I guess I started a long grammar discussion! Oh, well... This is useful stuff to know ;) My being only 13 (and being so interested in Japanese... I feel like a nerd :D ...just kidding ;)) I don't know a WHOLE lot about grammar, but I guess I know more than the average 13-year-old. I go to a private school, and our English teacher is phenomenal with grammar this year. I've learned a lot, and I'm an A student. But still, I guess this is helping me in BOTH languages ^.^ (Thanks for the link about "cold" nprz)
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RE: Adverb Question

Postby InsanityRanch » Wed 11.09.2005 4:32 pm

mandolin wrote:
My dictionary gave examples like "The today generation" and "the today newspaper".


To which I reply: Balderdash. I'll believe it when I see it with some frequency.

Admittedly, I have never heard anyone make use of the word 'today' in that context in daily life... or ever.


Exactly. I've never seen it either. I've seen "now" used in that way, but not since the seventies I think.

But since 'today' isn't physical, and can't truely possess something, would 'today's' be a possessive noun, or merely a.. modern adjective?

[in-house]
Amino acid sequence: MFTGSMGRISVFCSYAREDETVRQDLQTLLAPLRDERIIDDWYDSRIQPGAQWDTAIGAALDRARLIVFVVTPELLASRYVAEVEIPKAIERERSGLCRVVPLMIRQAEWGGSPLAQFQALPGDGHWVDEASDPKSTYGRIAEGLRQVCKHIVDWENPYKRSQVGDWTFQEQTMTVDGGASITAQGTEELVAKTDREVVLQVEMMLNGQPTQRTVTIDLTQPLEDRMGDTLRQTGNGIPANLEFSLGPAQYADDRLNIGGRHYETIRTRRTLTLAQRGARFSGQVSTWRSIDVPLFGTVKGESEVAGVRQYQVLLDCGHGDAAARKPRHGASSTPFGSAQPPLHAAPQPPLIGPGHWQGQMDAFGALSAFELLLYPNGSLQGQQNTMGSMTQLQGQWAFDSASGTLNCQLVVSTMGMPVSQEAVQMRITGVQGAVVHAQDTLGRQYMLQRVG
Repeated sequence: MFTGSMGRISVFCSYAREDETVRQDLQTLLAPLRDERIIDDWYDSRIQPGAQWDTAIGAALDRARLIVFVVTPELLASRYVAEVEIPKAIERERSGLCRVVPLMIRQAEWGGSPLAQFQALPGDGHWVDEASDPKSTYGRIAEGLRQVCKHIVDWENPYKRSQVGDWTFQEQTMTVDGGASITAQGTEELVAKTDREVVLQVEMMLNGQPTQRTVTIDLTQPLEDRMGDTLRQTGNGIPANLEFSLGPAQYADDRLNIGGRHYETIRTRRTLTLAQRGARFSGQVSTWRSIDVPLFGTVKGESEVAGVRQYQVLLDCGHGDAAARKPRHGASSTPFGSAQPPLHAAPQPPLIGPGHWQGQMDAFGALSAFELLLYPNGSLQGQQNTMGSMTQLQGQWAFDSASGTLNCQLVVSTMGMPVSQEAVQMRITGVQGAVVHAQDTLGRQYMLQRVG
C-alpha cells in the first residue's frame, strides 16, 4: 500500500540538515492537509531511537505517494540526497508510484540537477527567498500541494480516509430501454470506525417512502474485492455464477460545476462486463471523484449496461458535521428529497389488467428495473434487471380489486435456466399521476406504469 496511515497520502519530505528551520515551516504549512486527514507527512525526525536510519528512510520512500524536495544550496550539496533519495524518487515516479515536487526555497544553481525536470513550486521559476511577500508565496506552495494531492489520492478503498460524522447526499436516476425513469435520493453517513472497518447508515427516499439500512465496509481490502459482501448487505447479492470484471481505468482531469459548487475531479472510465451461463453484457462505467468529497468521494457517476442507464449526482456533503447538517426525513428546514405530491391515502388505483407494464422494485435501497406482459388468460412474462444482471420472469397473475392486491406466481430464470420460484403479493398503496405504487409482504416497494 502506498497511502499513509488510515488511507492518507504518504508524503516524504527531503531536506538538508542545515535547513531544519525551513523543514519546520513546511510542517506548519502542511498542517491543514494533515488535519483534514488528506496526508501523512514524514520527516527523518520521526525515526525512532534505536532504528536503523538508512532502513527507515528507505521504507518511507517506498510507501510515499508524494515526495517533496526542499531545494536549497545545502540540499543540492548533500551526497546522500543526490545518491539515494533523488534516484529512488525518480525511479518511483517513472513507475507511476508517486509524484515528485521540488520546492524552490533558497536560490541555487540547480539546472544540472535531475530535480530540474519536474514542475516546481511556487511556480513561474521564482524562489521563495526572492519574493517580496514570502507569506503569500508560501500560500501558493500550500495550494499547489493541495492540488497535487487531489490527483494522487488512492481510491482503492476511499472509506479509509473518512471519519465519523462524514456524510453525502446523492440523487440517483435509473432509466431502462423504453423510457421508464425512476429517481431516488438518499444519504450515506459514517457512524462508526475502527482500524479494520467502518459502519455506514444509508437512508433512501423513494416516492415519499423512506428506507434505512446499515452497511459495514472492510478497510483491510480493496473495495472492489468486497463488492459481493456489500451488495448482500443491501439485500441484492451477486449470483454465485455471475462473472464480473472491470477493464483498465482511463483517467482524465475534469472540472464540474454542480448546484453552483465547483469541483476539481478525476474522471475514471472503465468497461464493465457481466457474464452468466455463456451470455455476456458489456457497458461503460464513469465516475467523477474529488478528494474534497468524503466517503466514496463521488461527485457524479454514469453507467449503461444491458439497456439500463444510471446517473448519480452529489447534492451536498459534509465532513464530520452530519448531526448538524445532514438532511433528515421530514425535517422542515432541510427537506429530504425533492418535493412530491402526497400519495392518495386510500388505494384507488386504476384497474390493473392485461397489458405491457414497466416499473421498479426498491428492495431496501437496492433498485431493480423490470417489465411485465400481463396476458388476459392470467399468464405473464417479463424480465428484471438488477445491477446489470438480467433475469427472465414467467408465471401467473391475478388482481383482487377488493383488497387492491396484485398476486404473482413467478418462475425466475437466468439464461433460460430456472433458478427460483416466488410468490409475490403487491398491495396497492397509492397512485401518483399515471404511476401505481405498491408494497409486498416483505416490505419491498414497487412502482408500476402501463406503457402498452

Huh? Granted, not all nouns can possess anything. But all English nouns can take the possessive form as far as I know. And the posessive form is frequently used to modify another noun -- in fact, that's one of only two uses for it I can think of. To wit:

a. That is my mom's car. ("my mom's" modifies car, making it essentially an adjective.)
b. That car is my mom's. ("My mom's" here functions as a noun, and is the predicate nominitive, if they still use that term.)

Those two usages are ancient in English. You can hardly say a possessive form is a modern adjective!

Think of Hollywood.. it's a place, and it's used as an adjective all the time. "A Hollywood star" or "Hollywood style". In those cases, it is a true adjective, and almost never done with the possessive 's like we might use otherwise.

Language morphing... fun. :P


Actually, I'm not sure "a Hollywood star" is a contraction of "Hollywood's star" as you suggest. Again, in English we frequently stick nouns together into a single word or phrase. A mophead. A ballpark. A telephone number.